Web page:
Monday, January 01, 2018

I, TONYA


I, TONYA is a gripping, deeply moving, and beautifully put together account of the infamous Olympic figure skater Tonya Harding and the events that led to her ex-husband hiring a goon to knife Tonya's rival Nancy Kerrigan. Those of us of a certain age will remember the circus and the ensuing drama of Tonya's Lillehammer performance.  It was a massive trashy story told with no nuance - a true tabloid scandal.  It pitted a nasty, white-trash, jealous cheat against an all-American princess - the kind of elegant, pretty figure that figure skating touts as the perfection of womanhood. This long overdue retelling focuses firmly on Tonya and tries to give some shade and context and sympathy to her story.  Along the way we get some laughs, but I found this to be less of a dark comedy than a pathetic tragedy.  Those laughs mostly come from Bobby Canavale's cynical journalist, commenting on events with the benefit of time, and providing much of the sporting world context. The tragedy comes from the central character and strong performance of Margot Robbie as Tonya. 

As the movie opens, we see a four year old Tonya with a genuine passion and talent for skating pushed to excel by her emotionally and physically abusive  alcoholic white trash mother LaVona. LaVona justifies her behaviour by telling herself she's toughening her daughter up, and pouring every hard earned cent into skating.  She's played with a Cruella DeVille nastiness by Allison Janney and is the most terrifying and brilliantly performed screen mother since Livia Soprano. No amount of superbly hilariously ugly 1980s hairstyling can obscure the sheer malevolent selfishness of her character. Unsurprisingly, the victimised Tonya takes the first path of escape she can find, but jumps out of the frying pan into the fire with her feckless, physically abusive husband Jeff Gillooly (Sebastian Stan).  What's so scary about this character is how quickly Stan can take this fairly innocuous man from calm incompetence to violence and back.  The film doesn't shy away from showing the abuse, and it's truly horrible to watch.


And so we have a Tonya who is suffering from an horrific home life, and drinks and smokes to escape it - who isn't at her physical peak - but remains a great skater. But like her mother, although she'd never agree with that, she's happier blaming others for her misfortune.  So when she gets bad scores it's not because she's ill prepared but because the judges hate her. Of course she's right in thinking that, but as the film shows, it's easier for her to think that's the whole rather than partial story. Tonya, drinking, smoking, with her tacky hair and costumes, is just not the image that American Ice Skating wants to portray. Kerrigan is just safer, more banal, and more easily digestible.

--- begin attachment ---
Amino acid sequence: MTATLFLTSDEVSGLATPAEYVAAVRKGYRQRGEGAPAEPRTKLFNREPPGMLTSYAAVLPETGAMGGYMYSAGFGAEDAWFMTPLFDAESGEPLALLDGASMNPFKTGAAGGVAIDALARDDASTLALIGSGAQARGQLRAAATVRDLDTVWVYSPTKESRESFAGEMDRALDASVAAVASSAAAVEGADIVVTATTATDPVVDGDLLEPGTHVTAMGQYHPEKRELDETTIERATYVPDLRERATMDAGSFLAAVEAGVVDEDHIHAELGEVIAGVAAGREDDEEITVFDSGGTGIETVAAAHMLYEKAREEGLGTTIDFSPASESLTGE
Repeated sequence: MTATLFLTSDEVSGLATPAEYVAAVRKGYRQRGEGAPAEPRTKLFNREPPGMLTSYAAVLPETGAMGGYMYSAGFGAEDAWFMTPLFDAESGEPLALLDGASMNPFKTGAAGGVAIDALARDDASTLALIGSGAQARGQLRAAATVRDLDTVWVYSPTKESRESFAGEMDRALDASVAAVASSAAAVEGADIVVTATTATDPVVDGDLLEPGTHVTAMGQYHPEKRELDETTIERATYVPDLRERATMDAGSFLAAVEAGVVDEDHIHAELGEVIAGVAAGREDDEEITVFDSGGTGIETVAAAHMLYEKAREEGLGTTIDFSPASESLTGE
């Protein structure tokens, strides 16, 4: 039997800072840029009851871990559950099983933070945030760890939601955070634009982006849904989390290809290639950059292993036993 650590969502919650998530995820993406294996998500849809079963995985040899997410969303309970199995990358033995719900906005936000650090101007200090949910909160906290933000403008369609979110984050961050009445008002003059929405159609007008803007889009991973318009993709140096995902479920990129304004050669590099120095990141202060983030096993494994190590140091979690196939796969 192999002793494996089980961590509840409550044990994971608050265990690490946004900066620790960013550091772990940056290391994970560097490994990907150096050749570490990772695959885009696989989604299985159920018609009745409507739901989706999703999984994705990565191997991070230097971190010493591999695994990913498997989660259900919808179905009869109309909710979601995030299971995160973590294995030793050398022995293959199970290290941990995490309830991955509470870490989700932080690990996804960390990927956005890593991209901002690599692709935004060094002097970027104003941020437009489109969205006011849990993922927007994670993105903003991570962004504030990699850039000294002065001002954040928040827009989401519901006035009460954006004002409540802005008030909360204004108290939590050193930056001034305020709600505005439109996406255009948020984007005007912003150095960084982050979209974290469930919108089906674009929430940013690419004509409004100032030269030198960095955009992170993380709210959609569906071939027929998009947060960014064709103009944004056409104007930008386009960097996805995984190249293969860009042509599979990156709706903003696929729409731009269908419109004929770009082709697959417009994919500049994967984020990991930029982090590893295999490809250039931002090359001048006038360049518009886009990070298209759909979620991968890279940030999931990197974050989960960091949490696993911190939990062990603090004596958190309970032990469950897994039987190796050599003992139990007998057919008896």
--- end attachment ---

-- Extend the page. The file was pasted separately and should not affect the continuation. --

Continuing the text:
The tragedy of the story is that maybe, just maybe, Tonya could've turned it around. She did leave her husband, and did train for Lillehammer. She was the first and only American skater to successfully land the triple axle. We'll just never know. Because as shown here, her husband decided to freak out Kerrigan by asking his friend Shawn (Paul Walter Hauser) to hire some goons to send blackmail letters, just as Tonya had received. Shawn turns out to be the real delusional and morally vacant centre of the plot - he takes it upon himself to switch from blackmail letters to stabbing Kerrigan in the leg. Indeed, as the film depicts it, Gillooly was basically guilty of conspiring after the fact rather than before. And Tonya's role is treated very ambiguously - she knew about the letter plot, but not the stabbing, and basically just wanted to skate. What I got from the film is that this was a girl who was just not going to succeed - she was abused her whole life, and caught up in a plot she didn't care about.  What you can hold against her is her unwillingness to take responsibility for her actions - not just with "the incident" - but in general. 

The film benefits from strong performances throughout - with Robbie and Janney exceptional. The attention to detail on the wigs and costumes and room settings is amazing.  And the way in which Robbie is CGI'ed into performing the most complex skating moves is superb.  But most of all I loved the way that director Craig Gillespie (LARS AND THE REAL GIRL) kept the skating scenes, and indeed all of the scenes, really kinetic and energised.  Indeed, with his hand-held camera-work up close and in the characters' faces, the film had a brutal intimacy to match the subject matter. I also loved the choice of making this a film about memory and self-awareness as much as anything else. By using characters as talking heads commenting on their own past actions; and by having characters break the fourth wall; we learn how far they are or aren't contrite or moved. The result is a very powerful and insightful take on a tabloid story - one with far more depth than I had expected. 

I, TONYA has a running time of 119 minutes and is rated R.  The film played Toronto 2017 and opened last year in the USA and Canada. It opens on Jan 18th in Hong Kong; on Jan 25th in Greece, Estonia and Lithuania; on Feb 1st in Denmark, Hungary, Russia, Singapore and Norway; on Feb 9th in Mexico; on Feb 14th in Sweden, Argentina and Brazil; on Feb 23rd in Belgium, France, the Netherlands, Spain and the UK; on March 1st in Germany and on March 15th in Australia. 

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